ARTICLE: Barragan on Female Slaveholders in Colombia

Yesenia Barragan, “Gendering Mastery: Female Slaveholders in the Colombian Pacific Lowlands.” Slavery & Abolition (July 24, 2017): 1–26.

Abstract:

Gold Production, Colombia, 1826, Alcide Dessalines d’Orbigny, Voyage pittoresque dans les deux Amériques (Paris, 1836), facing p. 78, fig. 4. (Copy in Special Collections Department, University of Virginia Library) as shown on http://www.slaveryimages.org, compiled by Jerome Handler and Michael Tuite, and sponsored by the Virginia Foundation for the Humanities and the University of Virginia Library.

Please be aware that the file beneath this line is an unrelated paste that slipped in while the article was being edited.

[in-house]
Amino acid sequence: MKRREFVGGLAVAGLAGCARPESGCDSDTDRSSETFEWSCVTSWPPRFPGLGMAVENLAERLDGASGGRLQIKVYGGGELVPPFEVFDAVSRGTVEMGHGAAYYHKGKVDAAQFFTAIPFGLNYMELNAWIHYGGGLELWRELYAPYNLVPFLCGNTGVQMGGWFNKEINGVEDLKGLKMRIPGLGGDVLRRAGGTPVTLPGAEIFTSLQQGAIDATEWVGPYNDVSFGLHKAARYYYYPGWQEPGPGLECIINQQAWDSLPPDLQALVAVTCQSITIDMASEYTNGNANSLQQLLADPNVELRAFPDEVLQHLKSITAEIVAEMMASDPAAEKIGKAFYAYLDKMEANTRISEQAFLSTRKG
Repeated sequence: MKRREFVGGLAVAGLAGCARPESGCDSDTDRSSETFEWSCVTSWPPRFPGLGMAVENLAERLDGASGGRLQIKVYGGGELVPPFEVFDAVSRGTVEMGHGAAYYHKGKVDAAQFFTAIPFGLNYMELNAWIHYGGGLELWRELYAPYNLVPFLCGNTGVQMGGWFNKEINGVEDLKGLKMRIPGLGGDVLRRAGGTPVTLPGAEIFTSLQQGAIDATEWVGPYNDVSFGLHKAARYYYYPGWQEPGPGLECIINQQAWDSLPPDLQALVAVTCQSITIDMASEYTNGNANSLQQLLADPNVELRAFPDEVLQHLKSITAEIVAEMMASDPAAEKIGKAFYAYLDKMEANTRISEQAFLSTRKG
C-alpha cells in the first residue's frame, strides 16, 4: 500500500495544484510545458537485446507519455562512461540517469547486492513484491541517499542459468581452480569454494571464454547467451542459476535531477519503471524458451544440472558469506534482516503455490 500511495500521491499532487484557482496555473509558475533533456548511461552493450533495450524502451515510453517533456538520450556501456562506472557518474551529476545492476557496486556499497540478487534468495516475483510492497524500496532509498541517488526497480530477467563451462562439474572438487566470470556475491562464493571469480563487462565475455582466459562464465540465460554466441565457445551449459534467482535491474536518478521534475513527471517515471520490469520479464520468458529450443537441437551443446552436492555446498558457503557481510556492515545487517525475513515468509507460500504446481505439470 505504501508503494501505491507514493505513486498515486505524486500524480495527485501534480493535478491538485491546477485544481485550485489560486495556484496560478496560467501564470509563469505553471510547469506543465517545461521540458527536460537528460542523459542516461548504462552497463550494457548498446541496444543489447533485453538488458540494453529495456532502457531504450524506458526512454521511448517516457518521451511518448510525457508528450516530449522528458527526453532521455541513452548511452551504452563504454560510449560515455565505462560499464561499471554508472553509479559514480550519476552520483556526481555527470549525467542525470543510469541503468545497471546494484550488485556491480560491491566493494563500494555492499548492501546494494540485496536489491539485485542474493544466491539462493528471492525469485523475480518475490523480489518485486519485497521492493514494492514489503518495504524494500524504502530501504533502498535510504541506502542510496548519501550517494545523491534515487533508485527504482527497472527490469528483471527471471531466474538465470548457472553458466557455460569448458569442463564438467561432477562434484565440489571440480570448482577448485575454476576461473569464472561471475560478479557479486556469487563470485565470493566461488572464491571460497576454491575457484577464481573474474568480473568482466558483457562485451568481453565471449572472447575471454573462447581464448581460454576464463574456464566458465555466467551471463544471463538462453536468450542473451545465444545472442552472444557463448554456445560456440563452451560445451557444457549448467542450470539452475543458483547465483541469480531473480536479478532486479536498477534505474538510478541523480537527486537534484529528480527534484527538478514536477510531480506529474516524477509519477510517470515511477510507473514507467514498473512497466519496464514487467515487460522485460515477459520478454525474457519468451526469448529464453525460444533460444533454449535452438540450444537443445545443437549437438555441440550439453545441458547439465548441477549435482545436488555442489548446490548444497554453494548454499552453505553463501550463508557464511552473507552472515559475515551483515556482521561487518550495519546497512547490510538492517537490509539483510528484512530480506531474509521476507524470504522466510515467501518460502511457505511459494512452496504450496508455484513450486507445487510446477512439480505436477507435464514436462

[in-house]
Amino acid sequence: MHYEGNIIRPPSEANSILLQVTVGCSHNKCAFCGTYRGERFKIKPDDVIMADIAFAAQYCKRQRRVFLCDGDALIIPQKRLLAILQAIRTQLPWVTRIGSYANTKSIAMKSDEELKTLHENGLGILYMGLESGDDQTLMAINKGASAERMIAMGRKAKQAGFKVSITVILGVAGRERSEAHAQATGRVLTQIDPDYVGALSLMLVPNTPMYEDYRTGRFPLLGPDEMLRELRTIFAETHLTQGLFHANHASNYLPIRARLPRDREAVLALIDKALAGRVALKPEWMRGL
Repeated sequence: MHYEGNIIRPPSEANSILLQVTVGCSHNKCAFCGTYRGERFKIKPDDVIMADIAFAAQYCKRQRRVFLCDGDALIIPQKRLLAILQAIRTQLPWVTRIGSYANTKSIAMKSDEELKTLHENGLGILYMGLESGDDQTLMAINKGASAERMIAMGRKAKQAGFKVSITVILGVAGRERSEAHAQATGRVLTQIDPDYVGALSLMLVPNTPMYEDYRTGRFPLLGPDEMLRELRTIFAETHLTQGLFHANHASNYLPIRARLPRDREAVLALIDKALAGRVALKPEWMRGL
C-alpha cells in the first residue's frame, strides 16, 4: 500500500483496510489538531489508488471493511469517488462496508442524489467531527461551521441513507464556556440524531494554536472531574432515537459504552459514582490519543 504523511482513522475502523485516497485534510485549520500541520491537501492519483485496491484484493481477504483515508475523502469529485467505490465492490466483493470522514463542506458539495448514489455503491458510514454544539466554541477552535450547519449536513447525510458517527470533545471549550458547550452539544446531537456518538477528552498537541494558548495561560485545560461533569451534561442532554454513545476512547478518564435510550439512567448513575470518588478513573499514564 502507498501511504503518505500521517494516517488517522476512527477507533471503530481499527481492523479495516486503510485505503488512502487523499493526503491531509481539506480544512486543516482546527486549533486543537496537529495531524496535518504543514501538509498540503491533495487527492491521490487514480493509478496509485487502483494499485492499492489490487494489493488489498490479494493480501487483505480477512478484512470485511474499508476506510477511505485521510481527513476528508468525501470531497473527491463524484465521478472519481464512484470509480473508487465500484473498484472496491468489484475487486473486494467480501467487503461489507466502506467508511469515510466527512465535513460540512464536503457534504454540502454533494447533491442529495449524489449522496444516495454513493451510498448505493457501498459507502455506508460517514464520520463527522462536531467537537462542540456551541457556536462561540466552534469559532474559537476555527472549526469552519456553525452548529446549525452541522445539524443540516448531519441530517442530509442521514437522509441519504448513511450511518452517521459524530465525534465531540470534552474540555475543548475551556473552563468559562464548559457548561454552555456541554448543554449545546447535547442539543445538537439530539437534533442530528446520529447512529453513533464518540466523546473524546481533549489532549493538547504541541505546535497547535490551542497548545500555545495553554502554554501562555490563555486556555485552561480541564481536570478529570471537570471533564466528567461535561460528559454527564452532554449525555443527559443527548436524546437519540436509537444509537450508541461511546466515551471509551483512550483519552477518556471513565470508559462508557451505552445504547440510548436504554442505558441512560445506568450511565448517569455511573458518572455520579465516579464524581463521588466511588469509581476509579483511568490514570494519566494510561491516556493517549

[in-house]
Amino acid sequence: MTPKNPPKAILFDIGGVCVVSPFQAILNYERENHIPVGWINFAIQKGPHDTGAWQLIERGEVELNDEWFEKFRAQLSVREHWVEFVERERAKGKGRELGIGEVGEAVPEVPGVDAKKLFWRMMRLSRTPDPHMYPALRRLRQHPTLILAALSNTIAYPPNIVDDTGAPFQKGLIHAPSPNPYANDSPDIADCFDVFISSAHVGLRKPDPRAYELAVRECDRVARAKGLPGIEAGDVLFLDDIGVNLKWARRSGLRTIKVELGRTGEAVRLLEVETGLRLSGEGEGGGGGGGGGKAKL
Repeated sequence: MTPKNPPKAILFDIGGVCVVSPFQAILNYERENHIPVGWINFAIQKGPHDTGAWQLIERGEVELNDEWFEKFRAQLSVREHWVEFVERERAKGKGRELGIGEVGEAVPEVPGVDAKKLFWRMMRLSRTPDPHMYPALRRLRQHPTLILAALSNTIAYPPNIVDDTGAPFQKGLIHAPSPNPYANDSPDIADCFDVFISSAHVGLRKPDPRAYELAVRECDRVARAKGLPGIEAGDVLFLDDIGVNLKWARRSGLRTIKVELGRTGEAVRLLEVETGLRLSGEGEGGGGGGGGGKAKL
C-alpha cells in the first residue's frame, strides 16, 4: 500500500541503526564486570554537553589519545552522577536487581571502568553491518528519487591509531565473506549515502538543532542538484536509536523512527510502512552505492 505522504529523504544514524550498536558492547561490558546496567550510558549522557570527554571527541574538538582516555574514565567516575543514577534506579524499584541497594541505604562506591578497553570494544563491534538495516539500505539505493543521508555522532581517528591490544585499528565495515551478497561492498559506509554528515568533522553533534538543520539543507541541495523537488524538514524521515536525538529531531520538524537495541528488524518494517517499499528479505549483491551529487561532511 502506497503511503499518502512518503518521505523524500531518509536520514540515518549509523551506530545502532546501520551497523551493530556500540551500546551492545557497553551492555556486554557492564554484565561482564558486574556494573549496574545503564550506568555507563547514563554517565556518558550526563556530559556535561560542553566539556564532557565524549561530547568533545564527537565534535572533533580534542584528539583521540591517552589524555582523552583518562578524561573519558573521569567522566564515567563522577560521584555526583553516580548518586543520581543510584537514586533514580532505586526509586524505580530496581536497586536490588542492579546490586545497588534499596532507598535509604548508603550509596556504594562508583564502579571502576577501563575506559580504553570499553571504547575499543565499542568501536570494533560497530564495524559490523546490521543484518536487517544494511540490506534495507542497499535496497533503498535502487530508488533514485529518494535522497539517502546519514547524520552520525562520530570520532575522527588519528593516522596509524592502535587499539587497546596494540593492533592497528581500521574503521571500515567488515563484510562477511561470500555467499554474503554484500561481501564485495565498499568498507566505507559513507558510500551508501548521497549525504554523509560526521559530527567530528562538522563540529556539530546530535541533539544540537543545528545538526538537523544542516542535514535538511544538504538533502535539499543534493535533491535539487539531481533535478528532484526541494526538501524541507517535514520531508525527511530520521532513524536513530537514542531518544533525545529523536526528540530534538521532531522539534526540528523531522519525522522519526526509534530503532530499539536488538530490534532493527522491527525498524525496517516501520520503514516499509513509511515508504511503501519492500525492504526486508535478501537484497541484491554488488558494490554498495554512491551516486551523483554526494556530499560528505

“This article examines the lives and power exercised by female slaveholders in the frontier lowlands of the Pacific coast of Colombia during the first half of the nineteenth century. Utilizing records from the Independence era to the abolition of slavery in 1852, it explores the varied economic activities, wealth management strategies, and administrative methodologies of lowlands mistresses in order to demonstrate their centrality in the preservation of slavery in Colombia’s Pacific frontier. The article argues that the possession of enslaved people was a powerful if contentious avenue for women to assert rights during a period of political instability and transition.”

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